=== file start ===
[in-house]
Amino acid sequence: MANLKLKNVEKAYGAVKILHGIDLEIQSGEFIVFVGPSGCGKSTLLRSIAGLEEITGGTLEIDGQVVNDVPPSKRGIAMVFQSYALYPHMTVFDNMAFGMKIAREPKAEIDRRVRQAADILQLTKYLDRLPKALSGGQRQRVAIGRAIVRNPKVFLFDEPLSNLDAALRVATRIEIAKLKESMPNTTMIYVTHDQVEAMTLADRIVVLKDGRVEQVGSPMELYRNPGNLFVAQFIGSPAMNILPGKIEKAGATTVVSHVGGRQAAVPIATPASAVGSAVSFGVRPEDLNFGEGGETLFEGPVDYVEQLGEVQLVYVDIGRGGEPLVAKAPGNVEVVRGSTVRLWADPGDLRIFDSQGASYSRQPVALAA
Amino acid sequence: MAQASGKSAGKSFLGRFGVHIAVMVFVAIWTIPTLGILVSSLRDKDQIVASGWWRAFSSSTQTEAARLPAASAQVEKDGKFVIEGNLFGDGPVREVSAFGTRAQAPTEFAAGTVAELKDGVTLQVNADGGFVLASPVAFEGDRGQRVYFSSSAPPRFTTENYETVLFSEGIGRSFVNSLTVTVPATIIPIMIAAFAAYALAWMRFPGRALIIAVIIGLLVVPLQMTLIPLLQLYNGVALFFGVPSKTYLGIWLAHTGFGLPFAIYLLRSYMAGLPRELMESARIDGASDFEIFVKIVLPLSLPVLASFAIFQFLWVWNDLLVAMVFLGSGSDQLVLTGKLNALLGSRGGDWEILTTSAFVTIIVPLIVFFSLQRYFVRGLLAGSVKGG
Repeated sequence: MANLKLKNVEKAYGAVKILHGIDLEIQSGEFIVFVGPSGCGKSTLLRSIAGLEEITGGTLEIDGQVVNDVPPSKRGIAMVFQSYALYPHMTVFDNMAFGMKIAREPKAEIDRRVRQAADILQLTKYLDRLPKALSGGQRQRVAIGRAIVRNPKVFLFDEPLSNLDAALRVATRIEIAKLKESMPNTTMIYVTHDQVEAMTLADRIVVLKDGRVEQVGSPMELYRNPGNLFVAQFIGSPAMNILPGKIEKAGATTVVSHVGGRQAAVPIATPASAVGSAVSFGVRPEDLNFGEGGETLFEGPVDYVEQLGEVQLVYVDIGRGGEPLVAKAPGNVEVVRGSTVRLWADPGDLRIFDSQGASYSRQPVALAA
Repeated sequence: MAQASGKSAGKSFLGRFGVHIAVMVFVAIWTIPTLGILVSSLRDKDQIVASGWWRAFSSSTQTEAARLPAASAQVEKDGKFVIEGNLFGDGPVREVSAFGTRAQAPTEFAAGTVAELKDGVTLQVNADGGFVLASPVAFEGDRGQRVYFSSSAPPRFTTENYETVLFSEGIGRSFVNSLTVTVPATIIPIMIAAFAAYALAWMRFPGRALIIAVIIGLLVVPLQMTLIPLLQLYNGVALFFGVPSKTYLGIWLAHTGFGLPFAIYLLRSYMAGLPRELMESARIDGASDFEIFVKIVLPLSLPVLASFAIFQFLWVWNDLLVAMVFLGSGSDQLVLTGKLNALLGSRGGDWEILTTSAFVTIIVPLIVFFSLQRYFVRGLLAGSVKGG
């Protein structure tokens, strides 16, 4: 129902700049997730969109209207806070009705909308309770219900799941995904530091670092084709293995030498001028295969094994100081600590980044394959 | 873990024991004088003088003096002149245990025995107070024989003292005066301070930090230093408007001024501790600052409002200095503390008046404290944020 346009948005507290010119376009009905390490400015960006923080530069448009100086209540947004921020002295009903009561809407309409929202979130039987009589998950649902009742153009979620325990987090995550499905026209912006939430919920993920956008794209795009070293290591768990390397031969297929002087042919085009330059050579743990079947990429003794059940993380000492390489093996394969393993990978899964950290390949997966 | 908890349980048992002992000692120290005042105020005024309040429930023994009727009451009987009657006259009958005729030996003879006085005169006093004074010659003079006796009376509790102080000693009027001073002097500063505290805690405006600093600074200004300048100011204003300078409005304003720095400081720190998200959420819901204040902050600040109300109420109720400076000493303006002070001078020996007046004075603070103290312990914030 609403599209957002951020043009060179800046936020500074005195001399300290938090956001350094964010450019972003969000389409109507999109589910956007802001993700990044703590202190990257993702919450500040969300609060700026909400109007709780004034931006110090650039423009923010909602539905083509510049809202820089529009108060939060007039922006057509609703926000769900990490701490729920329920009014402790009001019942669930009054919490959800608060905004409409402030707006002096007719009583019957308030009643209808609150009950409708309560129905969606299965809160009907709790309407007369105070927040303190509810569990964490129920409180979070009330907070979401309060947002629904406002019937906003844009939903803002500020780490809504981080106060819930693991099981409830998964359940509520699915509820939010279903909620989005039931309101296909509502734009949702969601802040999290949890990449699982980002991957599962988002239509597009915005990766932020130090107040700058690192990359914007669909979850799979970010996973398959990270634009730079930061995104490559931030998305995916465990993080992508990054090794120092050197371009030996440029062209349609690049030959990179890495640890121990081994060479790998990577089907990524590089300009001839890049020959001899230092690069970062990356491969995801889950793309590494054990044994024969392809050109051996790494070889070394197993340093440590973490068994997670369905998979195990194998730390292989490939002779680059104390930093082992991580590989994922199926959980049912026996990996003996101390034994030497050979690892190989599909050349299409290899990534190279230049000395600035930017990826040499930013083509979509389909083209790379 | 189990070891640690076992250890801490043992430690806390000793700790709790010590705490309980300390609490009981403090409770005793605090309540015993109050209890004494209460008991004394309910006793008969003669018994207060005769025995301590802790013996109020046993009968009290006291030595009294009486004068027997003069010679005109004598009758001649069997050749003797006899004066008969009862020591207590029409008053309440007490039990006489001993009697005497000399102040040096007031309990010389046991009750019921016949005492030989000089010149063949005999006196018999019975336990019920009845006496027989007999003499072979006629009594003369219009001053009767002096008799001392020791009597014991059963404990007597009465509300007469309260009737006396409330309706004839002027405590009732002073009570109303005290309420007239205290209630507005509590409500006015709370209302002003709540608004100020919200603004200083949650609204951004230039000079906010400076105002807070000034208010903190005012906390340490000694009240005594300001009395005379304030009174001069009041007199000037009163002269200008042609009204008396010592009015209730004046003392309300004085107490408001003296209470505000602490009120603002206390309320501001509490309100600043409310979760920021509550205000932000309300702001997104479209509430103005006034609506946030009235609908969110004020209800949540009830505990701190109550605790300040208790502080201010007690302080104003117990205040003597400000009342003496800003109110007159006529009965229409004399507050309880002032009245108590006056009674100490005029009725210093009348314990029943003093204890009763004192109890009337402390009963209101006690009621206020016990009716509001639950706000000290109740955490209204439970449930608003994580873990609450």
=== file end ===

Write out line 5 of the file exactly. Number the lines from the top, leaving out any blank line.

Repeated sequence: MAQASGKSAGKSFLGRFGVHIAVMVFVAIWTIPTLGILVSSLRDKDQIVASGWWRAFSSSTQTEAARLPAASAQVEKDGKFVIEGNLFGDGPVREVSAFGTRAQAPTEFAAGTVAELKDGVTLQVNADGGFVLASPVAFEGDRGQRVYFSSSAPPRFTTENYETVLFSEGIGRSFVNSLTVTVPATIIPIMIAAFAAYALAWMRFPGRALIIAVIIGLLVVPLQMTLIPLLQLYNGVALFFGVPSKTYLGIWLAHTGFGLPFAIYLLRSYMAGLPRELMESARIDGASDFEIFVKIVLPLSLPVLASFAIFQFLWVWNDLLVAMVFLGSGSDQLVLTGKLNALLGSRGGDWEILTTSAFVTIIVPLIVFFSLQRYFVRGLLAGSVKGG